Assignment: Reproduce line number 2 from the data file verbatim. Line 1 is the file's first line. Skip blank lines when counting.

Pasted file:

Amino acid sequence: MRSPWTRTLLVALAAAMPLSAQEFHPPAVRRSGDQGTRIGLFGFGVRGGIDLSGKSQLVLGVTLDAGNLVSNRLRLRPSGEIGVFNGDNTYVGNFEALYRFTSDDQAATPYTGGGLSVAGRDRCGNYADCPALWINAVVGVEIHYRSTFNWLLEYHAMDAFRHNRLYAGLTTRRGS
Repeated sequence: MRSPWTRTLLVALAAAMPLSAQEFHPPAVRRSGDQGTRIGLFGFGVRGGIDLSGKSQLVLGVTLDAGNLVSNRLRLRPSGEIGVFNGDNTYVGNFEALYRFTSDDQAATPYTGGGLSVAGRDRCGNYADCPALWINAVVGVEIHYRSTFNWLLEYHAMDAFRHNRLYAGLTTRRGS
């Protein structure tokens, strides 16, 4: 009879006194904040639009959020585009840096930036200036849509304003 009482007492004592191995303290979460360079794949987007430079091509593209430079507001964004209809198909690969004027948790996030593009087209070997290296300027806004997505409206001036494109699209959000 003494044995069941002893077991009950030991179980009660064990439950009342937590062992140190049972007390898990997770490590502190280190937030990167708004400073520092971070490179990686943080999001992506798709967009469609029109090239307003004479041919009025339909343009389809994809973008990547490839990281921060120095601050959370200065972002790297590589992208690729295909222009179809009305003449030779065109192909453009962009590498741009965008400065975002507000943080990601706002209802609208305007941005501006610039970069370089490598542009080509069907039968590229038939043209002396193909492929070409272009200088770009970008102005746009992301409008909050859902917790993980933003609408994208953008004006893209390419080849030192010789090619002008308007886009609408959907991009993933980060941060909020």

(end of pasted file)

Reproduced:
Repeated sequence: MRSPWTRTLLVALAAAMPLSAQEFHPPAVRRSGDQGTRIGLFGFGVRGGIDLSGKSQLVLGVTLDAGNLVSNRLRLRPSGEIGVFNGDNTYVGNFEALYRFTSDDQAATPYTGGGLSVAGRDRCGNYADCPALWINAVVGVEIHYRSTFNWLLEYHAMDAFRHNRLYAGLTTRRGS